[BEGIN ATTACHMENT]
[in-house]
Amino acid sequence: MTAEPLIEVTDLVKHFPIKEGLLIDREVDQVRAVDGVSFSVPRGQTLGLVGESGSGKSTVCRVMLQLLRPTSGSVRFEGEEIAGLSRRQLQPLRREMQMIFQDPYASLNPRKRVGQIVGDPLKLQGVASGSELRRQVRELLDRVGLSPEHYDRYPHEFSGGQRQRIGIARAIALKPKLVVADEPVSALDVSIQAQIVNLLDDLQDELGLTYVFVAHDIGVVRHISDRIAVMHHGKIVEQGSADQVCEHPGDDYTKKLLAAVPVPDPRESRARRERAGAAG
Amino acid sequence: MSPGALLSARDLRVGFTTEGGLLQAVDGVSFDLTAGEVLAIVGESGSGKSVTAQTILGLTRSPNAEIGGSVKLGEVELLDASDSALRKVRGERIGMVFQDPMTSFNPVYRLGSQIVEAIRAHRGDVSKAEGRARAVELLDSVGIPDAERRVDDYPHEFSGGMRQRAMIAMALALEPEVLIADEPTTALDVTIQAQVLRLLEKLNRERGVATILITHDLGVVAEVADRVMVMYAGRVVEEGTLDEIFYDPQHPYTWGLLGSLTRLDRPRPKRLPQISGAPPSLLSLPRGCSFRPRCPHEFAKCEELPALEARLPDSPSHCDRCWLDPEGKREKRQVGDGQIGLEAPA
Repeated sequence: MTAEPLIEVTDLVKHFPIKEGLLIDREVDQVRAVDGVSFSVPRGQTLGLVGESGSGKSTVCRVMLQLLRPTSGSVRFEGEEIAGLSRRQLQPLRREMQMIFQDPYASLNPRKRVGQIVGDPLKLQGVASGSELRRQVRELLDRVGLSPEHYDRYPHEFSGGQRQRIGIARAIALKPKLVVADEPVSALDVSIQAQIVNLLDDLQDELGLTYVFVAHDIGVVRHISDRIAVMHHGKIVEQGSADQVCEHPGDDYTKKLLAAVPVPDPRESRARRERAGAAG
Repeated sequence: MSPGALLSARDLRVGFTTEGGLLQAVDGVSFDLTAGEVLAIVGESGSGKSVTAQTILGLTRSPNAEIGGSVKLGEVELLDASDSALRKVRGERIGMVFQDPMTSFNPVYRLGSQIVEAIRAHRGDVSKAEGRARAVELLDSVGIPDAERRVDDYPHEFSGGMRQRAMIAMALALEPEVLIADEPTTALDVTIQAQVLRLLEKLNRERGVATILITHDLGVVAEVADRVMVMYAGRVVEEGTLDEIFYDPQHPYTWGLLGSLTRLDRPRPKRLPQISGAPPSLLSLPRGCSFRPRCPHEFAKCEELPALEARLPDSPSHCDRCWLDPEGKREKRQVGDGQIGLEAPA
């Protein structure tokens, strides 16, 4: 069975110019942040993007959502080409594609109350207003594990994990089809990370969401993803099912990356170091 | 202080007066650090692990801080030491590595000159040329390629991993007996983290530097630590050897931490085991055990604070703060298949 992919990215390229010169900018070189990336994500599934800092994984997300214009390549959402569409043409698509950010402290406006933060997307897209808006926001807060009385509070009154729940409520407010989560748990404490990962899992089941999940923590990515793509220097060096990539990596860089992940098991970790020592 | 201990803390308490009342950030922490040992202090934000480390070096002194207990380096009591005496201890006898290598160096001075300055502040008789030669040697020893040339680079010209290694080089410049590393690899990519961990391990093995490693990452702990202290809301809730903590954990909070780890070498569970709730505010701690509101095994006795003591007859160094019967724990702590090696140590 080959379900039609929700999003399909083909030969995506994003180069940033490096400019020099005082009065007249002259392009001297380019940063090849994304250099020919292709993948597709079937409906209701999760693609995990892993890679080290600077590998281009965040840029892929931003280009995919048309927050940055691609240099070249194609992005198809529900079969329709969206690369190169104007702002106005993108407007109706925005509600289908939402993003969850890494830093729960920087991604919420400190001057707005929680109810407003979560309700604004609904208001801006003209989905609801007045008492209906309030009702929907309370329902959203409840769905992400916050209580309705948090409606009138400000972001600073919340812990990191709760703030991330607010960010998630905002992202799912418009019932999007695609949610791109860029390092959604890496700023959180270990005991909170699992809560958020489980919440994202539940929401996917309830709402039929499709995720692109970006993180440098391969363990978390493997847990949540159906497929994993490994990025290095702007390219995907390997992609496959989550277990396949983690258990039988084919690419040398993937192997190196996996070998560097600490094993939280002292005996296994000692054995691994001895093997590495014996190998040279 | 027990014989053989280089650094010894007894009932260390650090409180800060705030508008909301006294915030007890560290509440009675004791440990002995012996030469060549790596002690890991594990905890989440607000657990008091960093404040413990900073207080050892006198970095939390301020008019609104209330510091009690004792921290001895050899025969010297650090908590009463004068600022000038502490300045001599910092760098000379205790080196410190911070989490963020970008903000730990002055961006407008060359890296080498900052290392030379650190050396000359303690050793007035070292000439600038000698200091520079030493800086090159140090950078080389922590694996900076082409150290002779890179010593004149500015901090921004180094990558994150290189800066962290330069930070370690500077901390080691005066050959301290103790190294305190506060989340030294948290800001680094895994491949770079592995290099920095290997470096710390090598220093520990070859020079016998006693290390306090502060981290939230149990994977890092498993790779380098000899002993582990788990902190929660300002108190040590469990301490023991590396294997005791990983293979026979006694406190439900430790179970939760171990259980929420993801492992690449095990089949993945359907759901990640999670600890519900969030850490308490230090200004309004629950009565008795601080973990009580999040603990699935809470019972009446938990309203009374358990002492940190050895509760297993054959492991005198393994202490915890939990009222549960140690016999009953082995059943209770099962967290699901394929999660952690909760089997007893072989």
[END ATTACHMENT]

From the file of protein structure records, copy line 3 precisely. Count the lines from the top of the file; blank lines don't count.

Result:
Amino acid sequence: MSPGALLSARDLRVGFTTEGGLLQAVDGVSFDLTAGEVLAIVGESGSGKSVTAQTILGLTRSPNAEIGGSVKLGEVELLDASDSALRKVRGERIGMVFQDPMTSFNPVYRLGSQIVEAIRAHRGDVSKAEGRARAVELLDSVGIPDAERRVDDYPHEFSGGMRQRAMIAMALALEPEVLIADEPTTALDVTIQAQVLRLLEKLNRERGVATILITHDLGVVAEVADRVMVMYAGRVVEEGTLDEIFYDPQHPYTWGLLGSLTRLDRPRPKRLPQISGAPPSLLSLPRGCSFRPRCPHEFAKCEELPALEARLPDSPSHCDRCWLDPEGKREKRQVGDGQIGLEAPA